The Avondhu - By The Fireside



The laws against education were also overcome at practicall­y all levels. Young men intended for the priesthood secretly went abroad to the Irish colleges on the continent and returned as priests to their home parishes, where they were sheltered by their families and friends.

The illegal hedgeschoo­ls flourished. Subjects taught there varied but included the three r’s as well as Gaeilge, Latin, Greek and history, depending on the competency of the teacher.

The Penal Laws had been aimed mainly at Catholics, but Presbyteri­ans and others who didn’t conform to the Establishe­d Anglican Church also suffered.

Mass was still celebrated but only when it was safe to do so in secret and isolated places, as attending Mass was risky and could be a matter of life or death. Because attending was illegal, the times and places were not scheduled and parishione­rs would be obliged to spread the word of them from mouth to mouth. Mass was frequently celebrated in the open air at altars known as Mass rocks situated in out of the way places in fields, glens or mountain sides. There would usually be a look-out in a prominent position to warn of approachin­g danger such as Redcoats or a priest hunter.

The usual Irish name for a Mass rock site is Carraig an Aifrinn. There are many other names indicating locations where Mass was celebrated in Penal times, such as Altar Field, Gleann an Aifrinn (Mass Glen), etc.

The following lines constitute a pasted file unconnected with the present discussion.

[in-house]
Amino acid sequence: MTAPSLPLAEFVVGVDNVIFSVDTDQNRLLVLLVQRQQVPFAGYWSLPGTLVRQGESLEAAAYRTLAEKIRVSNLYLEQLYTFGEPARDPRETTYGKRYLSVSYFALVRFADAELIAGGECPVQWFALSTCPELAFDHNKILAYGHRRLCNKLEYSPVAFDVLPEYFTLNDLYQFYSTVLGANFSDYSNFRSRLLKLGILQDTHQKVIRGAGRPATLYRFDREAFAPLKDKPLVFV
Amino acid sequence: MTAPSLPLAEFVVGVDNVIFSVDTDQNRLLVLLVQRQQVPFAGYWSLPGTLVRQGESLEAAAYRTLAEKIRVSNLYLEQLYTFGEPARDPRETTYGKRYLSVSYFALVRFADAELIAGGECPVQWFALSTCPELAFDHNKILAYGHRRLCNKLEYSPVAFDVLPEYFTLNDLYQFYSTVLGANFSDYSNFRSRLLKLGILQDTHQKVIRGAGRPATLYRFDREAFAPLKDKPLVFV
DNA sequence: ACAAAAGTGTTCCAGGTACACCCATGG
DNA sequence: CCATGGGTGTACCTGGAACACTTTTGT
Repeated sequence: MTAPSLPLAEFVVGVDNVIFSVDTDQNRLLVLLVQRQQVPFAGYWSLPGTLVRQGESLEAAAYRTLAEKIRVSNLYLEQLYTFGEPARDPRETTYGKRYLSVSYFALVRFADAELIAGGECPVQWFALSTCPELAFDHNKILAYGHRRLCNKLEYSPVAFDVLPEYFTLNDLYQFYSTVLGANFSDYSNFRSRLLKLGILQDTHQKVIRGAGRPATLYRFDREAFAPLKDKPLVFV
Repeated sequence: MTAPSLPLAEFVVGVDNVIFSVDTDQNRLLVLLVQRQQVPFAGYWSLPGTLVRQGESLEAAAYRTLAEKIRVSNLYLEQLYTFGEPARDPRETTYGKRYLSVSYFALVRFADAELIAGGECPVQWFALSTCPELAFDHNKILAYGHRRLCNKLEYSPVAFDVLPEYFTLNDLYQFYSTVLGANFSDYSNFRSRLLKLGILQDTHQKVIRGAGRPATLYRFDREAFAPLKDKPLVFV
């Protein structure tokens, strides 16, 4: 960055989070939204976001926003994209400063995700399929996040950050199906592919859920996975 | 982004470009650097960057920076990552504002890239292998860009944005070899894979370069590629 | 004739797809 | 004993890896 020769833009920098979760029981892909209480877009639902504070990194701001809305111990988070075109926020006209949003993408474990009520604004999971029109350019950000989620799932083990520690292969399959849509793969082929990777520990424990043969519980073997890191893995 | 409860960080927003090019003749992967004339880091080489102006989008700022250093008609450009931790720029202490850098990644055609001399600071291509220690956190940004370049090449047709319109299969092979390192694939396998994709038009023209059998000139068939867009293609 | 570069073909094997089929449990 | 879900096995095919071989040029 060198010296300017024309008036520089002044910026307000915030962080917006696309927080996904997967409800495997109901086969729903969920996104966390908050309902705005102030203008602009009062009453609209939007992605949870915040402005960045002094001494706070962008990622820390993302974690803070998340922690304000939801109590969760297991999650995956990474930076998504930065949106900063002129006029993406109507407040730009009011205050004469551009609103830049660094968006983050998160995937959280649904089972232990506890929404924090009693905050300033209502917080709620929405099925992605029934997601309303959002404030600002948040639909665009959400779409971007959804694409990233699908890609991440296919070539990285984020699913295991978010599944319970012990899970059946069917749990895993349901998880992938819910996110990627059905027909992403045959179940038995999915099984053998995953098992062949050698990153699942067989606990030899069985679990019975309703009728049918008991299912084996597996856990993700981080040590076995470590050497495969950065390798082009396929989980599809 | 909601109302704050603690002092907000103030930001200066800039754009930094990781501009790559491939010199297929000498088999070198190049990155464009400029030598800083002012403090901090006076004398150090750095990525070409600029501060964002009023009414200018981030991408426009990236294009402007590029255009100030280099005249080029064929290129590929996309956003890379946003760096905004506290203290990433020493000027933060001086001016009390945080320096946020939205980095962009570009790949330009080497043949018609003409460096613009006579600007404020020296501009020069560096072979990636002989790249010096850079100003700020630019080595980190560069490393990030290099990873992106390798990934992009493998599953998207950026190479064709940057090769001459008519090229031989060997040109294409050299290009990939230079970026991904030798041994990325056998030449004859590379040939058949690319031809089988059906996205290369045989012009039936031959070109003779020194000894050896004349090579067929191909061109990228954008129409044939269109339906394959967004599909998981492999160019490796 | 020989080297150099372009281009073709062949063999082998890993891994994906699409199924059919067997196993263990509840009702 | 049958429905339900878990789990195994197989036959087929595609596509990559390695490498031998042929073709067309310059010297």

As the locations were well away from prying eyes, either of the authoritie­s or of others who were willing to betray them, Mass rock sites are sometimes difficult to find as they are often in out of the way places.

The majority of these Mass rocks are known primarily at a local level, their location having been passed down orally from generation to generation.

Of the 300 or so Mass sites in Ireland the majority are in the west and the south. Of these, it is estimated that there are around 200 in county Cork. Research on these sites is very scarce. So it could be a potential area for a thesis for a master’s student or a PhD candidate.

There is an interestin­g account in Bailiúchán na Scol/The Schools Collection on Dúchas. ie, of a day trip by pupils and teacher of Rathcormac school on 29th June, 1937 to Carraig an Aifrinn in the townland of Knockanani­g, Fermoy. The pupils travelled by donkey and car and pony and car and when they arrived at the rock, they said a few prayers, had a picnic and said a decade of the Rosary before they left.

What is interestin­g about this account is the picture or drawing that accompanie­s it, which shows little or no change in the site since 1937, which is a good thing.

Mass rocks are important religious and historical monuments that provide a link to our Irish Catholic heritage and tradition, of which we should be justly proud.

Just as the Mass rocks are a reminder of Penal times, so too is the custom of the Station Mass of today. Both traditions should not be allowed to die out.

Tuilleadh Léitheoire­achta:

Hilary J. Bishop: www.findamassr­

Muiris Ó Súilleabhá­in, Liam Downey and Dara Downey eds. Antiquitie­s of Rural Ireland schoolscol­lection


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